Yankees general manager Brian Cashman said today that CC Sabathia’s return from the disabled list “will be no sooner than six weeks from now” after the left-hander received a stem-cell injection in his injured knee from Dr. James Andrews.
That means Sabathia will definitely be out until at least July and probably means he won’t pitch again until after the All-Star break.
Here’s exactly what Cashman said, via Joel Sherman of the New York Post:
Our dialogue with Andrews has been good and the small sample of stem cell procedures, the results are very successful. But he has to be pain free before strengthening, so there is a way to go. Because he is a starter it will take longer. I have no idea how long it will be and if it will be successful. We are hoping it is six weeks to a major league return.
“I have no idea how long it will be and if it will be successful” doesn’t sound very promising and suggests Sabathia might be out a whole lot longer than six weeks.
Sabathia has a 4.87 ERA in 40 starts since the beginning of last season and is still owed $23 million this season, $23 million next season, and $25 million in 2016, plus a potential $25 million vesting option or $5 million buyout for 2017.
Mets manager Terry Collins said on Wednesday, “It’s unlikely that [Steven Matz] will start the season with us.” The final spot in the Mets’ starting rotation will go to either Zack Wheeler or Seth Lugo, Newsday’s Marc Carig reports.
On Wheeler’s innings limit, assistant GM John Ricco said, “There’s going to be some number but we don’t exactly know what that is.” Wheeler missed the last two seasons after undergoing Tommy John surgery.
Neither Wheeler nor Lugo have had terrific springs as each carries a 5.11 and 5.56 Grapefruit League ERA, respectively. However, Carig notes that Wheeler has impressed simply by appearing healthy and brandishing a fastball that once again sits in the mid- to high-90’s. Lugo, meanwhile, proved crucial to the Mets last year, posting a 2.67 ERA across eight starts and nine relief appearances.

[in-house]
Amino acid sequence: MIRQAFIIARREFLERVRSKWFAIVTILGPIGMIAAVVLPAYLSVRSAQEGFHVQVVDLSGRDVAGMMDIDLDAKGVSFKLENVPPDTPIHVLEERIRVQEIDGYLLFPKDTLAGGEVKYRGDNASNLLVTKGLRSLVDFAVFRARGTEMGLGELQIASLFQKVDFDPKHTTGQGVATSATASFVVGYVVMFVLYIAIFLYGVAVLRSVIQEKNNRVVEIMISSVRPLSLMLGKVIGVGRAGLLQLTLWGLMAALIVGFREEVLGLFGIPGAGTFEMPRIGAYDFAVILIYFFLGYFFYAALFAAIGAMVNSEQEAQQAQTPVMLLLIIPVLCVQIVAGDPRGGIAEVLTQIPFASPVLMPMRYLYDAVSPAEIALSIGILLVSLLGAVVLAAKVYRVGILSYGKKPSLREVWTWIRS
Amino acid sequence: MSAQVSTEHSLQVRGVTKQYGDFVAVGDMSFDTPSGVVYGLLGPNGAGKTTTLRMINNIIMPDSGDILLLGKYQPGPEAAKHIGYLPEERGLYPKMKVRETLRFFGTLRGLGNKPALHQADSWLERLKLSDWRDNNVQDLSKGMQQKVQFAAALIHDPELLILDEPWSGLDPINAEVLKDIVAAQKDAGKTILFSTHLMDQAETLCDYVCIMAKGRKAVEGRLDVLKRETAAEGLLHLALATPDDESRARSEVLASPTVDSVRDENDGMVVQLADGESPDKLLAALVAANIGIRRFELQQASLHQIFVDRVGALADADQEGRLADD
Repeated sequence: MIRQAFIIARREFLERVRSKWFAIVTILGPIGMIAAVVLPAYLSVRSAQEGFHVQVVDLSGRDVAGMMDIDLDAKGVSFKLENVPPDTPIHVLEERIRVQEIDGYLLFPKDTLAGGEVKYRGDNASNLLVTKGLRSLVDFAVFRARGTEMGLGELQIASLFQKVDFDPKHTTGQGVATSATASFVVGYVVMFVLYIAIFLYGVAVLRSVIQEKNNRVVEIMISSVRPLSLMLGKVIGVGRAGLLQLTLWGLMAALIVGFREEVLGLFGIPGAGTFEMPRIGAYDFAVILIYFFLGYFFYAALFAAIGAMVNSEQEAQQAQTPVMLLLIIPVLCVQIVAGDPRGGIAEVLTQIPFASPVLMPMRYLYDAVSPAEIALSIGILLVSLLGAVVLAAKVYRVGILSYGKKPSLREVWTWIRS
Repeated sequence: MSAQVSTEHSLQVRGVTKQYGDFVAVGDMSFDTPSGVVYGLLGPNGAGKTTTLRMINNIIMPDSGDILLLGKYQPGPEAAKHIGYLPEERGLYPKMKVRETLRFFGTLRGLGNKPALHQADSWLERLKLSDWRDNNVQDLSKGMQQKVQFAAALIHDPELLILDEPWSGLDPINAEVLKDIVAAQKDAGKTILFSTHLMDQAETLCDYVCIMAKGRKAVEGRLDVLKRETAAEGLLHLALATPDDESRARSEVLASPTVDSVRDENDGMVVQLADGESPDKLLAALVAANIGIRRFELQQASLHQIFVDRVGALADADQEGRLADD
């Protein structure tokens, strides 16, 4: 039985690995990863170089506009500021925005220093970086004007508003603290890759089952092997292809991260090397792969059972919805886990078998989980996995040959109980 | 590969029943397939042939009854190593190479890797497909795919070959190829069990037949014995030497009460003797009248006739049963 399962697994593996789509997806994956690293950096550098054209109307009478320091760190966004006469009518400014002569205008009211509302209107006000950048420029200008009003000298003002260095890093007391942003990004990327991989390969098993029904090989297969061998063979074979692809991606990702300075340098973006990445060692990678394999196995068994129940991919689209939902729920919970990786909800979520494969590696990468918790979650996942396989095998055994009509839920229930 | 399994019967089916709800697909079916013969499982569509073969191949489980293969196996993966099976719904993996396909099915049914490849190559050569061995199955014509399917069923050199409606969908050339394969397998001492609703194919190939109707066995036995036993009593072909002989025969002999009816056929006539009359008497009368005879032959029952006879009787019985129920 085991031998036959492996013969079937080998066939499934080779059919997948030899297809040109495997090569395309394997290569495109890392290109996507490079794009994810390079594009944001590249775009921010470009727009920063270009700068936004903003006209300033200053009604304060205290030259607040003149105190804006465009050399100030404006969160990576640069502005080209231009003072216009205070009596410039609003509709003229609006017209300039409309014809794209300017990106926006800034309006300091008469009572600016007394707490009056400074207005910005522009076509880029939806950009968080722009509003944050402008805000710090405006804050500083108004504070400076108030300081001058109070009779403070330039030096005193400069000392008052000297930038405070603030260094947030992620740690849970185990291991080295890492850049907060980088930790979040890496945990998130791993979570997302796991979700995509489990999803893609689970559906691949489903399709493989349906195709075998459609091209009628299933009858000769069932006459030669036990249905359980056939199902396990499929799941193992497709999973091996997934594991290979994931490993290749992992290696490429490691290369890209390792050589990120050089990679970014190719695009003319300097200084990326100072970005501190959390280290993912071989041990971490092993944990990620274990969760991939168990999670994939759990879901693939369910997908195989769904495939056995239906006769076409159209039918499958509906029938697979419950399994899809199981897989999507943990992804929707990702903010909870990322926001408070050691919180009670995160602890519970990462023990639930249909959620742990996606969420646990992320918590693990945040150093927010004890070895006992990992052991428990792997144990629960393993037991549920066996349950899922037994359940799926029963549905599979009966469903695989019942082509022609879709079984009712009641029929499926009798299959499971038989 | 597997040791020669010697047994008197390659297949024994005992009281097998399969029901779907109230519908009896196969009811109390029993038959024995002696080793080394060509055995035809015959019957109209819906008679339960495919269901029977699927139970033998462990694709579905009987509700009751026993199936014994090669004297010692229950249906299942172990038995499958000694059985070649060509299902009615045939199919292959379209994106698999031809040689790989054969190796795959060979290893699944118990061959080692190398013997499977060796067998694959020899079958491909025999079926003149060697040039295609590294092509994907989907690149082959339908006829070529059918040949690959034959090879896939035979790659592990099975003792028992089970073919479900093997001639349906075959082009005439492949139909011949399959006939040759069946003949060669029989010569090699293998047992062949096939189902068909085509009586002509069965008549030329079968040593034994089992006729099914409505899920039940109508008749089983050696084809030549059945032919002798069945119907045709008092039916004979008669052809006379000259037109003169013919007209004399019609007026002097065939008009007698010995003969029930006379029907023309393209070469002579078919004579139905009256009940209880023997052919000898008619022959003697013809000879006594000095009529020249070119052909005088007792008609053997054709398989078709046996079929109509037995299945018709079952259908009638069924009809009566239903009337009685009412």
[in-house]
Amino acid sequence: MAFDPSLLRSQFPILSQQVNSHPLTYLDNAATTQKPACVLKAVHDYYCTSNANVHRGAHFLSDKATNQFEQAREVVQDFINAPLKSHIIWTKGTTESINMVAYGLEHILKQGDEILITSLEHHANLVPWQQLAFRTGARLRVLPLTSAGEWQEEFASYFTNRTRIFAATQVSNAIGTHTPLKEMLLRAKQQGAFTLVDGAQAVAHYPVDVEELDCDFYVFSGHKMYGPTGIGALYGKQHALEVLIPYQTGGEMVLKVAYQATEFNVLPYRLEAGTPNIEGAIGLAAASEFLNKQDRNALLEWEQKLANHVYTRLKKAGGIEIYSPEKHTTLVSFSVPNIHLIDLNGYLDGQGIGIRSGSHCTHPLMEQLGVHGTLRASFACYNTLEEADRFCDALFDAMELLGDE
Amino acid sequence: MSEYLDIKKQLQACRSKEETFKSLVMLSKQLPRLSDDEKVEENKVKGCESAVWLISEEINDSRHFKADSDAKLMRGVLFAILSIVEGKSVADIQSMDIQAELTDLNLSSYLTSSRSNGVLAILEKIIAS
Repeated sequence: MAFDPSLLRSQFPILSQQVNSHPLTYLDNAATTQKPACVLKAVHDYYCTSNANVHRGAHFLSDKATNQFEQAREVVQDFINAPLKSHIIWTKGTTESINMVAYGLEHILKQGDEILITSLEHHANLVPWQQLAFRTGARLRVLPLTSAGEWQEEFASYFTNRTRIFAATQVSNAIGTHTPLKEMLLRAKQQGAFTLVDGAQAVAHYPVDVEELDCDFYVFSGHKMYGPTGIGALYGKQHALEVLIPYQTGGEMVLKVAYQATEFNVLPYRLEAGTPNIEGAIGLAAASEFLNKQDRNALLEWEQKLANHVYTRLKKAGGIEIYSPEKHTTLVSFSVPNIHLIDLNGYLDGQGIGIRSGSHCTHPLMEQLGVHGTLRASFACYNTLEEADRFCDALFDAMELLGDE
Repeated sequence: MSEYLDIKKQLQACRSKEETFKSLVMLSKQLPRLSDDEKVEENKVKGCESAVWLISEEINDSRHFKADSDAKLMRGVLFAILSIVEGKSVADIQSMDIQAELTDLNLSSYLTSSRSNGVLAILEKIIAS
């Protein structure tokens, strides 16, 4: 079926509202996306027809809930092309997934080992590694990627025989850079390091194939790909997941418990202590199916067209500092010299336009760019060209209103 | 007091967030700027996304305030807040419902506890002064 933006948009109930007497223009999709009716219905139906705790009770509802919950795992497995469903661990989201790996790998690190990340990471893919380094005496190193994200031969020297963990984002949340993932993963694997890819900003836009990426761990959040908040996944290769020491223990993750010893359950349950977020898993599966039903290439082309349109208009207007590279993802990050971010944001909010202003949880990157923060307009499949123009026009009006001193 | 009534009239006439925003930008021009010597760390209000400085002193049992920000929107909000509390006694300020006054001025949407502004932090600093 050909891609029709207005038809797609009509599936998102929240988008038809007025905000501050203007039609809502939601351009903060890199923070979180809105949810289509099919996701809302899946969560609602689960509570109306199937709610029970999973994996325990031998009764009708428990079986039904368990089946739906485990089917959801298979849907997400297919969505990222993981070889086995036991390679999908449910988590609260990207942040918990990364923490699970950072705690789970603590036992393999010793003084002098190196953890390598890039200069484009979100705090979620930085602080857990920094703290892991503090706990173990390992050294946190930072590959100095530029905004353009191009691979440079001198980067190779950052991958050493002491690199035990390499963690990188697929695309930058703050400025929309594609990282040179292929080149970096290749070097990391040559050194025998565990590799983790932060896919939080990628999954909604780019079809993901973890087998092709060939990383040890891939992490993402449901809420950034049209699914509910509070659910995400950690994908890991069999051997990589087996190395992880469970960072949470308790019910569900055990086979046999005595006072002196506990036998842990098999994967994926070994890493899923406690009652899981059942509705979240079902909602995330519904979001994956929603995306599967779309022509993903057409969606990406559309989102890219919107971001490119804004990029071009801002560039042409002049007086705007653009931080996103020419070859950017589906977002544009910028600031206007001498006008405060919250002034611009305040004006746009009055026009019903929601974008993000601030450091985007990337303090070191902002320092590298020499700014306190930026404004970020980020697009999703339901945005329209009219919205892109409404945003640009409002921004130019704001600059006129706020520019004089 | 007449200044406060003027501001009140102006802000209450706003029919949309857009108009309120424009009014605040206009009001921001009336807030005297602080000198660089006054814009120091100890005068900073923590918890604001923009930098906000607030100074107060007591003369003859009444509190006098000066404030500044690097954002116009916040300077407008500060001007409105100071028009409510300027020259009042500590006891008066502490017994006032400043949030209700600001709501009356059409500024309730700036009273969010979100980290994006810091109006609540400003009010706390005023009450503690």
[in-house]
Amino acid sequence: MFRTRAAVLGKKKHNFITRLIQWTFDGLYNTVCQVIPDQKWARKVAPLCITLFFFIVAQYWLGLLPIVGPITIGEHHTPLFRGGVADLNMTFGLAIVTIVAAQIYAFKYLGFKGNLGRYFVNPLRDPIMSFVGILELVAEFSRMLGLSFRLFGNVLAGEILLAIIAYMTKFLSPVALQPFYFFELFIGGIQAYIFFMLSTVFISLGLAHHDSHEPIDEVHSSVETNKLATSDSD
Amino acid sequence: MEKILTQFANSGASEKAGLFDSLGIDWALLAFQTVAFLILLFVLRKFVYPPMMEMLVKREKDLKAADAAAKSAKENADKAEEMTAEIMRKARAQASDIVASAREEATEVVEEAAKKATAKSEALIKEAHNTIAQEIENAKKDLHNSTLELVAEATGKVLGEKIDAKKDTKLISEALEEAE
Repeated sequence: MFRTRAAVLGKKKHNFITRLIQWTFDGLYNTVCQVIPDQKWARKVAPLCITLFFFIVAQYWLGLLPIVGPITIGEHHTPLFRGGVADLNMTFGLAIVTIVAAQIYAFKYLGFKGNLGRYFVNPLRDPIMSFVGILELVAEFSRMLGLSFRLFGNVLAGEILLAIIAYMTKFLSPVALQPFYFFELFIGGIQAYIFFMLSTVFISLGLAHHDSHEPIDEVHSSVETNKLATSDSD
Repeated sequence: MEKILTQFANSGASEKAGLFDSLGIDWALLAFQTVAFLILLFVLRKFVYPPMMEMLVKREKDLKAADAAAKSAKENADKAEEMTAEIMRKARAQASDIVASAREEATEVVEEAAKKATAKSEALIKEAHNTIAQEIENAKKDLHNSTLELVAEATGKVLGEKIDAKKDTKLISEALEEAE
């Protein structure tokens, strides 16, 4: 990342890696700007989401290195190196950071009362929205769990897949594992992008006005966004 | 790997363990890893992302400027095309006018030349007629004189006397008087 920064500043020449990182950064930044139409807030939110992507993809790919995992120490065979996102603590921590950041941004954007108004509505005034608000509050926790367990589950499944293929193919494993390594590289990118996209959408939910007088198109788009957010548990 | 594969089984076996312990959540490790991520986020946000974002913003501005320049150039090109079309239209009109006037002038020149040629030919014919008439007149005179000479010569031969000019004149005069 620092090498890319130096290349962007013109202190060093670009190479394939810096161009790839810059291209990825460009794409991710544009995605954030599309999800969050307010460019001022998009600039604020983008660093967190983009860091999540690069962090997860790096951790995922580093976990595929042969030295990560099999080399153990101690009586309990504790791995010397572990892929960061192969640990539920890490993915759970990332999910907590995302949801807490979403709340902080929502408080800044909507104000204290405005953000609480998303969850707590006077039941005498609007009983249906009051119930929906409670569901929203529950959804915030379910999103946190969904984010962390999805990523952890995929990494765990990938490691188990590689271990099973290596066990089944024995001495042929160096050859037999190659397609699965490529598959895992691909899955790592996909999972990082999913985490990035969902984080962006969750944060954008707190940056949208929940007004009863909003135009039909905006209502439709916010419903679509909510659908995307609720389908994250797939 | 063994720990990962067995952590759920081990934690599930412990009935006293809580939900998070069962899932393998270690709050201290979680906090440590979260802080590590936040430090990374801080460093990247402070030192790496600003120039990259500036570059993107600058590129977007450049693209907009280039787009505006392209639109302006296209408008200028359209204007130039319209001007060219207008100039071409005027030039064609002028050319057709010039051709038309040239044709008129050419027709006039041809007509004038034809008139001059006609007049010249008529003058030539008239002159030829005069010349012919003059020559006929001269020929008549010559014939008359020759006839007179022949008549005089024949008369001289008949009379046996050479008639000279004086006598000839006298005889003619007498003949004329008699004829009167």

Nick Groke of the Denver Post reports that the Rockies agreed to a $200 million, 30-year lease with the Metropolitan Baseball Stadium District, which is the state division that owns Coors Field. As part of the deal, the Rockies will lease and develop a plot of land south of the stadium, which will cost the team $125 million for 99 years.
As Groke points out, had the Rockies not reached a deal by Thursday, March 30, the lease would have rolled over for five more years.
Rockies owner Dick Monfort issued a statement, saying, “We are proud that Coors Field will continue to be a vital part of a vibrant city, drawing fans from near and far and making our Colorado residents proud.”
The Rockies moved into Coors Field in 1995. It is the National League’s third oldest stadium. In that span of time, the Rockies have made the playoffs three times, the last coming in 2009 when they lost in the NLDS to the Phillies. The Rockies were swept in the 2007 World Series by the Red Sox.